Vermont Weekly Whitewater Beer Series Season Recap

For those who aren’t members of the Vermont Paddler’s Club, below is an article I wrote for their yearly publication about the Otter Creek Race Series I started this summer.

Arriving in Vermont in February after three months paddling in South America, it was hard for me to accept that paddling season here isn’t year round. My sheer refusal to stop kayaking was met with much skepticism, but naysayers were soon silenced as I discovered that Otter Creek Gorge (in Middlebury) is runnable every day of the year. It, along with Sumners Falls on the Connecticut River, is one of the only stretches of whitewater that is never too low. And while I haven’t tried to paddle Sumners in the dead of winter, I imagine there’s some concern about ice blocks floating downstream.

Christian Woodard stoically schooches upstream on Otter Creek in February.
Christian Woodard stoically scooches upstream on Otter Creek in February.

Anyway, like the addict I am, I dutifully paddled at least three days a week on Otter Creek until the last throes of winter, and even after, as spring never truly sprung until July this year. In all that time, I saw no one out on Vermont’s premier winter paddling resource other than a small handful of Middlebury local paddlers (read: whoever I could drag out). I was shocked – why was no one else taking advantage of the single year-round whitewater resource we have? I mean, I know it’s not the Little White, but any whitewater is better than no whitewater, right?

Daphnee Tuzlak reaps the rewards of scooching and hiking up this VT gem.
Daphnee Tuzlak reaps the rewards of scooching and hiking up this VT gem.

So, in an effort to shine a light on this hidden treasure, once the summer rains ran out, I started a weekly race series on the Gorge. Initially, the plan was to have each week’s winner define the format for the following week, but after a mixup where we allowed Mike Mainer to decide the format, we decided to have the format be the same every week: a mass start facing upstream (a la Lozer Cup on the Deerfield Dryway) from Belden’s Falls (the put-in) to the campground.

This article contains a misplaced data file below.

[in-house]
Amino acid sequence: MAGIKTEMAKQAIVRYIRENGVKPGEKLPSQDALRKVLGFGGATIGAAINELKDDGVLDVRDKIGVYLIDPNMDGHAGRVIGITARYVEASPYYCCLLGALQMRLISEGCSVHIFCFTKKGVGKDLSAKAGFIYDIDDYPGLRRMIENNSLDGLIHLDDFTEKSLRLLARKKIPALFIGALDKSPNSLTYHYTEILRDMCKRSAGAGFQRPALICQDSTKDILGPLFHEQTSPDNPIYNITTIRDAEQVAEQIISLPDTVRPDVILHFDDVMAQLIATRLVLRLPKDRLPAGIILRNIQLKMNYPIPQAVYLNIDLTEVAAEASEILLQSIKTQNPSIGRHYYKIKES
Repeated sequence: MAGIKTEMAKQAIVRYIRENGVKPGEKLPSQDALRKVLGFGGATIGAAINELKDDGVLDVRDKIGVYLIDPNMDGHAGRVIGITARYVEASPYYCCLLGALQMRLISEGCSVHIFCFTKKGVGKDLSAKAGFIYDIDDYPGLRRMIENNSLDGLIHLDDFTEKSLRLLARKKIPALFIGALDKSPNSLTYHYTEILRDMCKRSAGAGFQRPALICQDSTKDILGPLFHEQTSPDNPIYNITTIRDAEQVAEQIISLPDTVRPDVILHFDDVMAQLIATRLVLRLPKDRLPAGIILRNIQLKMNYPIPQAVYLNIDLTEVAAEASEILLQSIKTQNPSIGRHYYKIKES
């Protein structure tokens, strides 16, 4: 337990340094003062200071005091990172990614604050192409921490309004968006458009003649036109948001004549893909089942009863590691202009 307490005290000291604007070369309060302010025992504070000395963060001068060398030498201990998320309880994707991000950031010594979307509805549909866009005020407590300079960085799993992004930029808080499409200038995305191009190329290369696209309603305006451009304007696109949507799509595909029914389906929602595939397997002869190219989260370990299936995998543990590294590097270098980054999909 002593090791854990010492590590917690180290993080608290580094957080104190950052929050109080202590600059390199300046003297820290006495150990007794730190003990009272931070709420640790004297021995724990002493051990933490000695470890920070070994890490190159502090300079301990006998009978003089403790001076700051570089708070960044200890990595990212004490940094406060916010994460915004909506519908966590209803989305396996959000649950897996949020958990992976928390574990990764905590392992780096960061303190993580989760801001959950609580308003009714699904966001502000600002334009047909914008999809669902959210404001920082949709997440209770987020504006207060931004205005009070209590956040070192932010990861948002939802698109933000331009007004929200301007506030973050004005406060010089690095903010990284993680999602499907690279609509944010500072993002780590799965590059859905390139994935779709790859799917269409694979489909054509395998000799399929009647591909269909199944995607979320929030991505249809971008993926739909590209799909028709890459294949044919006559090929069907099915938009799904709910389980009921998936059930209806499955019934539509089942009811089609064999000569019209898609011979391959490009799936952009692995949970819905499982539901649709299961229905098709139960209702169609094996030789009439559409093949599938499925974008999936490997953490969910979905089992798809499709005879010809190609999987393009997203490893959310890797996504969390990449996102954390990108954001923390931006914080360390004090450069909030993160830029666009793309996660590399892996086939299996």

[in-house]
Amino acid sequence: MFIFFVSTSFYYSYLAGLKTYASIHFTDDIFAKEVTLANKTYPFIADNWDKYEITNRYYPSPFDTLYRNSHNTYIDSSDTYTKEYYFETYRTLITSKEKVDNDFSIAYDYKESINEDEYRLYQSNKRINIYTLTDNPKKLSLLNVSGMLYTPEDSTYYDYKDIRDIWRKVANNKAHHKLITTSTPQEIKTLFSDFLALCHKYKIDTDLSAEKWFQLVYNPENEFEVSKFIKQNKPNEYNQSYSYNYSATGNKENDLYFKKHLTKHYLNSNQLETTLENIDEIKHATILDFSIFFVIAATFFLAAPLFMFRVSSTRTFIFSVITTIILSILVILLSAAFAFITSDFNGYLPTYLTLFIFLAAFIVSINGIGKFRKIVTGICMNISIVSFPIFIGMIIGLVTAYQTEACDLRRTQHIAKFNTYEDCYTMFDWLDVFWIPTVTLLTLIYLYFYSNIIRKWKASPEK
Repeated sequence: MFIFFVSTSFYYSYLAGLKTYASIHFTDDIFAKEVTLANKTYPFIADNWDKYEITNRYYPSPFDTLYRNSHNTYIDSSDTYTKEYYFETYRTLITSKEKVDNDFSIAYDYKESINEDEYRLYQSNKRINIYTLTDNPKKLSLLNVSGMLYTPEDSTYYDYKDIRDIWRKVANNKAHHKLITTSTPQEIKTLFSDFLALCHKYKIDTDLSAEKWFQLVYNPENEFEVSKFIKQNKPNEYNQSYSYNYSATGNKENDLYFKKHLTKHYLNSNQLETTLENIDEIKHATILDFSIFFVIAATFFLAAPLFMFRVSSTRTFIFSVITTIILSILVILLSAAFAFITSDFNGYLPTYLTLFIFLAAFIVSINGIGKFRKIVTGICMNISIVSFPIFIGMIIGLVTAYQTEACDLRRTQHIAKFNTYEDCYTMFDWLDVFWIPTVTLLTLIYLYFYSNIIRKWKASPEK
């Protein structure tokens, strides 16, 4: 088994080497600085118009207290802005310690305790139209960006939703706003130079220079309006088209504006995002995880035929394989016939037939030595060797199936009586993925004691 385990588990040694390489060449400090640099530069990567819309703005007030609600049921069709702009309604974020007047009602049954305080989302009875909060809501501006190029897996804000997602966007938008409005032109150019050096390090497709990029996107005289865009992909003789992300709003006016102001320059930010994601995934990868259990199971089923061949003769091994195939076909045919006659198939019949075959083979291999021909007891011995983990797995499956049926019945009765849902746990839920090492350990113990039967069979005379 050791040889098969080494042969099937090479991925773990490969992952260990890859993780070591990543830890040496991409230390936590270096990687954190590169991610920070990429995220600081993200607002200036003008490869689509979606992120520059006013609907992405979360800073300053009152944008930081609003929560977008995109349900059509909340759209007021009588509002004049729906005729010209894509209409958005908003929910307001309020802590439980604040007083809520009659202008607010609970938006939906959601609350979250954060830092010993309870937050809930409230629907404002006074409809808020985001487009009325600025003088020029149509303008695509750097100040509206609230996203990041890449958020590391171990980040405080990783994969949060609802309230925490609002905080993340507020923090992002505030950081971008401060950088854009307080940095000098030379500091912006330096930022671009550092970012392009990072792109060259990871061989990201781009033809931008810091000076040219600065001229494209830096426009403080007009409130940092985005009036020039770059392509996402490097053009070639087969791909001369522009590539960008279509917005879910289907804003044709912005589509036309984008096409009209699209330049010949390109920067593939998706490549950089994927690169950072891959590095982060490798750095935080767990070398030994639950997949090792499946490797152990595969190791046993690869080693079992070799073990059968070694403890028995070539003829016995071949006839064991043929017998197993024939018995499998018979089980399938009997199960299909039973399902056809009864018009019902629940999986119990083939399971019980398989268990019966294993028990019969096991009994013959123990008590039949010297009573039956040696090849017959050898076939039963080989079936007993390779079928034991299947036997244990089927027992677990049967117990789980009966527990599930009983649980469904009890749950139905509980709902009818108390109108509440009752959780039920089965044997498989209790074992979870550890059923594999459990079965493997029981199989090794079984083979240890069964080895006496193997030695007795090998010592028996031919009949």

Hanging out at the end of the first race.
Hanging out at the end of the first race.

The race hasn’t been limited to Otter Creek, either. Thanks to Ryan McCall’s contacts at GMP, we’ve been able to schedule a handful of releases on the Little River in Waterbury, which has lured out some members of the elusive Montpelier paddling community. I hope in the future that it will be something of a traveling race series – based on Otter Creek, but with races on other rivers if the water level permits. Racers are hoping for a Mad River race before the river freezes over.

The race season thus far has been an emotional rollercoaster. One week saw 19 participants – some folks must’ve driven from out of state because I don’t think there are 19 paddlers in Vermont. Another saw two. Week-in, week-out, through ups and downs, one thing has remained clear – that people will paddle fast if there’s a six pack on the line! And, on a more serious note, it’s really been great for the community – even in times of no water, we’ve all been getting out and enjoying ourselves paddling together in an area where paddlers are few and far between. While I expect the number of regulars to dwindle (from two down to one) as winter returns, I plan to continue the race well into the fall, if not through the winter. Even if we’re not racing, come down to Otter Creek and you’ll see me out there scooching across icebergs on my way down the river.

Update since this article was written: as of now, we are doing the races on an ad hoc basis — sunset on weekdays is too early to expect people to come out, but we have had occasional weekend races and will continue to do so, so if you find yourself in VT, don’t let the fact that it’s winter fool you; come out and paddle.

Daphnee Tuzlak made a short mockumentary about the race series as well, available here:

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